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Potassium sources, health benefits and uses

Tuesday, September 19, 2017 by

Potassium is an essential mineral that is needed for the optimum function of all tissues, cells, and organs in the human body. Aside from that, it is an electrolyte, a substance which conducts electricity in the body, along with sodium, calcium, chloride, and magnesium.

Potassium enters the body via food ingestion, forming insulin, which causes the temporary movement of potassium from intracellular fluid (ICF) to extracellular fluid (ECF). After a few hours, the kidneys get rid of the ingested potassium and homeostasis returns to the body.

In a critically diseased or even dying patient who is suffering from hyperkalemia, which is a disease that is characterized by elevated levels of potassium in the blood serum, the kidneys are finding it hard to remove potassium from the body.

The disease can be treated by administering a high concentration (50 percent) of intravenous glucose, because the stimulation of alpha receptors can speed up the movement of potassium from ICF to ECF. A noradrenaline infusion can increase serum potassium levels while an adrenaline infusion can lower potassium levels.

Potassium serves as the major cation (positive ion) inside animal cells, while sodium is the major cation outside animal cells. The concentration differences of these charged particles results in a difference in electric potential between the outside and inside of cells, known as the cell membrane potential, which allows the cell to generate an action potential – a “spike” of electrical discharge.

This activity is essential for body functions such as neurotransmission, heart function, and smooth skeletal and muscle contraction. Potassium is also needed for regulating water balance, levels of acidity, and blood pressure.

Maintaining proper potassium levels in the body is dependent on the amount of magnesium and sodium in the blood. Following Western diets – which uses a lot of salt – causes an influx of sodium in the body, necessitating the need for above average amounts of potassium in the body.

Another cause of potassium deficiency are conditions that involve diarrhea; excessive sweating; malabsorption syndromes such as Crohn’s disease, which is a chronic inflammation of the intestines; malnutrition; and vomiting.

You can obtain postassium by eating some types of fish such as cod, flounder, and salmon; all meats; dairy products; fruits such as bananas, oranges, avocados, cantaloupes, tomatoes; legumes such as lima beans; potatoes; and vegetables. Potassium can also be found in multivitamins; however, potassium supplements should only be taken by doctors’ prescription.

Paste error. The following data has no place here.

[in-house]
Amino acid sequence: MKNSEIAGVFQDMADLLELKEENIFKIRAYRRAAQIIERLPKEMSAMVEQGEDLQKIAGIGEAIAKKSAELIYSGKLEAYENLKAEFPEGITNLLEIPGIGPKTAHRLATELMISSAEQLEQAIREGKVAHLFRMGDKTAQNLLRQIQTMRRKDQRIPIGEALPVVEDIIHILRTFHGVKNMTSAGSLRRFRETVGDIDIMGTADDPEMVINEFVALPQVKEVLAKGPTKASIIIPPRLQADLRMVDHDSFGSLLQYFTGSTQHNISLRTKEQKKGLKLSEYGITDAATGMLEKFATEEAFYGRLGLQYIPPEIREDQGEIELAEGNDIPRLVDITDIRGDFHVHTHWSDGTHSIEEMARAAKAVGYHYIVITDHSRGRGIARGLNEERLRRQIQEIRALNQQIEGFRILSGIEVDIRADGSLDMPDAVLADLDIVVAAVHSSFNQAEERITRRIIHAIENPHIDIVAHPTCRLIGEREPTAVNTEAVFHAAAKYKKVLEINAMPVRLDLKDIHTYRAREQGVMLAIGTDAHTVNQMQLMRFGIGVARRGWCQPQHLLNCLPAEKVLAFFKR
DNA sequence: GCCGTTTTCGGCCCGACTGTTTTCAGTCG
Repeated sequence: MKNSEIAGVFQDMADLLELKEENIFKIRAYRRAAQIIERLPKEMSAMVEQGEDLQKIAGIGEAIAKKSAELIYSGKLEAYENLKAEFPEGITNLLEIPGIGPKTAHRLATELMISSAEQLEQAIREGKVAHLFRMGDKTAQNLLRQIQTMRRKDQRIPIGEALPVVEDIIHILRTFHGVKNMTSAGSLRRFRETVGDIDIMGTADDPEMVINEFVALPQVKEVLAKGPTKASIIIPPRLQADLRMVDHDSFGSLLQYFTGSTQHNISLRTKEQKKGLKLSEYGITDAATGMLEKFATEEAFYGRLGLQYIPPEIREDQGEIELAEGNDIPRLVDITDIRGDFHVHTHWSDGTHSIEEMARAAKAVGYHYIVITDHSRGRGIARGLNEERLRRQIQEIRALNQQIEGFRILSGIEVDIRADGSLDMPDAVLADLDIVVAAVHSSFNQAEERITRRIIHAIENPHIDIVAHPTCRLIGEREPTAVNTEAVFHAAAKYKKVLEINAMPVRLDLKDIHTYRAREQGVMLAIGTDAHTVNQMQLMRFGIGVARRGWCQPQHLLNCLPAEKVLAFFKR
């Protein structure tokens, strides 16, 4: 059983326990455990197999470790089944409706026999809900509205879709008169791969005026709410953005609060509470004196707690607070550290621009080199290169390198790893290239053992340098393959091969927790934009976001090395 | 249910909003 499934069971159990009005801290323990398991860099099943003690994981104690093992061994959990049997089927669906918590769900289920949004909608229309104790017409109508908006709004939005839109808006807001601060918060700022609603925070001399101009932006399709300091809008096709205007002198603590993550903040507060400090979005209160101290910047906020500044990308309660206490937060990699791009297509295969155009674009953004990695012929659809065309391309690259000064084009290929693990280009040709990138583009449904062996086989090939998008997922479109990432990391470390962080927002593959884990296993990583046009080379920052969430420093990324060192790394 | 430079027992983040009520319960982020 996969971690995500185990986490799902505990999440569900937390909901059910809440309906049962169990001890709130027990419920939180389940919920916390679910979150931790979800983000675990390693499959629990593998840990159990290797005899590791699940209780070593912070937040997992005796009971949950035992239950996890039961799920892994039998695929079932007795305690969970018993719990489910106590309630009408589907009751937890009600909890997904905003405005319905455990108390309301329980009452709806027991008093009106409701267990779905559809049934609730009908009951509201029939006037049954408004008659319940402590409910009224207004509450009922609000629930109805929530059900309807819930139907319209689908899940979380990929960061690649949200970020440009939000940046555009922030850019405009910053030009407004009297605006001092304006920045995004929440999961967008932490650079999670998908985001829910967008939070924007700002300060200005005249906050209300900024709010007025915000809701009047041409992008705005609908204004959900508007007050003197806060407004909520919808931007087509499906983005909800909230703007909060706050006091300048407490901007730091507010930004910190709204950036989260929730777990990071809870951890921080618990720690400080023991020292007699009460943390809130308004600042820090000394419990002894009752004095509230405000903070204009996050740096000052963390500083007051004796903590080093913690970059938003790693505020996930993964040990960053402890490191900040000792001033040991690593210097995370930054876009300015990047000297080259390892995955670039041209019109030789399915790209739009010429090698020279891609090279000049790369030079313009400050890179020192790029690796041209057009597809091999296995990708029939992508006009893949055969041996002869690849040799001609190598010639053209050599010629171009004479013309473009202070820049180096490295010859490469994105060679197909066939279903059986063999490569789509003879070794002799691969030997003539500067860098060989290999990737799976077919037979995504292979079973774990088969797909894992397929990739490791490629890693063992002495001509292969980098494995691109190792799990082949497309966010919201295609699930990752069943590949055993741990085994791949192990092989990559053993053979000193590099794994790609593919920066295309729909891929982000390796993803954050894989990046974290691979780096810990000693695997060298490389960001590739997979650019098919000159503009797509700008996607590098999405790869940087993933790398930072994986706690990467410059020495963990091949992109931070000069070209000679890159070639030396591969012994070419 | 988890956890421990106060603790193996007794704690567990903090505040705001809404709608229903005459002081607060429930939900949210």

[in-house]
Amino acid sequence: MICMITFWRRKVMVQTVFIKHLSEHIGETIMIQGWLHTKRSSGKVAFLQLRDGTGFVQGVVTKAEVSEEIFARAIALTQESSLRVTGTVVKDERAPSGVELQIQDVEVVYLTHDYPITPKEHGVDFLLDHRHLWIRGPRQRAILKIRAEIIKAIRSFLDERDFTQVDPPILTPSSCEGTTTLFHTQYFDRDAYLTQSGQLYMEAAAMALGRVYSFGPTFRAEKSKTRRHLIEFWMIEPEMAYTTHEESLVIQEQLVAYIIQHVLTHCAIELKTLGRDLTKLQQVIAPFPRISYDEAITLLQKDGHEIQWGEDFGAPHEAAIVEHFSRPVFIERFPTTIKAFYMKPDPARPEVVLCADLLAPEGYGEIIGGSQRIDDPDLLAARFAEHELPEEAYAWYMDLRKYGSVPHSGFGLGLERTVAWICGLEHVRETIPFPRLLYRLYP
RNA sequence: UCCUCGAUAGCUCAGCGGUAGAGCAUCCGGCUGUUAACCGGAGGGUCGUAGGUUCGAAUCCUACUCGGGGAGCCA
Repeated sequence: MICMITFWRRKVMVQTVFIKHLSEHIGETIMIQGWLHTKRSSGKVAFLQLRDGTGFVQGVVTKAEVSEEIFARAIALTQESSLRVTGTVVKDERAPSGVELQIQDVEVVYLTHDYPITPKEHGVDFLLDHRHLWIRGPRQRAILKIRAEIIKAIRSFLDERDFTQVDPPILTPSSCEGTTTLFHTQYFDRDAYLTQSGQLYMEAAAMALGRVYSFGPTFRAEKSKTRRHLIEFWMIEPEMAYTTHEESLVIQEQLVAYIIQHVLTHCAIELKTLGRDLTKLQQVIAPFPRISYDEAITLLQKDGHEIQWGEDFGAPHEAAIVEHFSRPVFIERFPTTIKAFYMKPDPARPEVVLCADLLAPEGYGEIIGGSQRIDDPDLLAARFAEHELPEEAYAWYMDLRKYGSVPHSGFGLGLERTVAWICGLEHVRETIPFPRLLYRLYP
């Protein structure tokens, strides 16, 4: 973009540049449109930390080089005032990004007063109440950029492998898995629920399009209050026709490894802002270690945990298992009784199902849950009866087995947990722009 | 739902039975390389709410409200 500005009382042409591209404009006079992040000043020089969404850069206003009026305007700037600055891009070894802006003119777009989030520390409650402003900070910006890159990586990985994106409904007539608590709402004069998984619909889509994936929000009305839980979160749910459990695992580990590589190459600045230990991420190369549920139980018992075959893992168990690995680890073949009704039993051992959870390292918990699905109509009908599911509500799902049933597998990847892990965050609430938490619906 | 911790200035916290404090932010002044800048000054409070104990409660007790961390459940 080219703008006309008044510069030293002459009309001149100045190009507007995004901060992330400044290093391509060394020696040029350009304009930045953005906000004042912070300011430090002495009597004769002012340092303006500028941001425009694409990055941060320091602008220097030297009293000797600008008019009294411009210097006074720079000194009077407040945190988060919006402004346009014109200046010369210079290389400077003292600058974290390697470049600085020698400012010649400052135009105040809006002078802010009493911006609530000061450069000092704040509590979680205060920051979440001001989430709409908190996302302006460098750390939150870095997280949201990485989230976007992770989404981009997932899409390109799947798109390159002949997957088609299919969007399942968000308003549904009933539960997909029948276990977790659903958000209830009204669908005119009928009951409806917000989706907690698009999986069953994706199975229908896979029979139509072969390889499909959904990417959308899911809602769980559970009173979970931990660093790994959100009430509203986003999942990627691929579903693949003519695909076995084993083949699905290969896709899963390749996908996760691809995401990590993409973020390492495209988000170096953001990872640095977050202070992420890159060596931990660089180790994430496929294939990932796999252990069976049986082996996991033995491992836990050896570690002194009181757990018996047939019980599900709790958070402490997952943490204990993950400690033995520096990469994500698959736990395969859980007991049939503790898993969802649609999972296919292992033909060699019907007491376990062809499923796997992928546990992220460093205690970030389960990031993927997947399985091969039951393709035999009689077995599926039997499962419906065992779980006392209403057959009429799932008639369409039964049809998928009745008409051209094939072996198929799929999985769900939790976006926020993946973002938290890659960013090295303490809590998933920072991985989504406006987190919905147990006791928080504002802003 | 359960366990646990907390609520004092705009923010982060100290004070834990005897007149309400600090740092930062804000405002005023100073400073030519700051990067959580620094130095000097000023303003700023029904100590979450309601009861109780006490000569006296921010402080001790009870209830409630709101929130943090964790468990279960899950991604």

The proper dosages of potassium are as follows:

  • Infants, birth to six months – 400 milligrams (mg) a day
  • Infants, seven months to 12 months – 700 mg a day
  • Children, one to three years – three grams (g) a day
  • Children, four to eight years – 3.8 g a day
  • Children, nine to 13 years – 4.5 g a day
  • Adults, 19 years and older – 4.7 g a day
  • Pregnant women – 4.7 g a day
  • Breastfeeding women – 5.1 g a day

Side effects of the improper use of potassium supplements include diarrhea, nausea, and stomach irritation; at higher doses, the patient can experience abnormal heart rhythm, muscle weakness,and slowed heart rate.

Medicinal uses for potassium

Ingestion of potassium is a fantastic way to treat hypokalemia, which usually occurs when there is too much loss of potassium in the intestines or urine. This disorder is rarely caused by a lack of potassium in the diet, and is usually the result of some other chronic conditions. Hypokalemia can cause death; it should never be left untreated.

Body systems supported by potassium

Potassium is good for the cardiovascular system. It can be the answer to regulating blood pressure. Studies show that increasing potassium intake lowers the risk of dying from heart ailments, because of potassium’s blood pressure-lowering effects. A higher potassium-sodium ratio can cause one to have a higher risk of heart disease.

Potassium is good for the digestive system. It can be used to treat inflammatory bowel disease or ulcerative colitis.

Potassium is good for the skeletal system. According to studies, there is a positive relation between potassium and bone health, especially among older women, suggesting a role in preventing the onset of osteoporosis and reducing bone turnover.

Potassium is good for the nervous and muscular systems.

Where to learn more


Potassium is good for the cardiovascular, digestive, skeletal, nervous, and muscular systems.

Ingestion of potassium is a fantastic way to treat hypokalemia.

Maintaining proper potassium levels in the body is dependent on the amount of magnesium and sodium in the blood.

Sources include:



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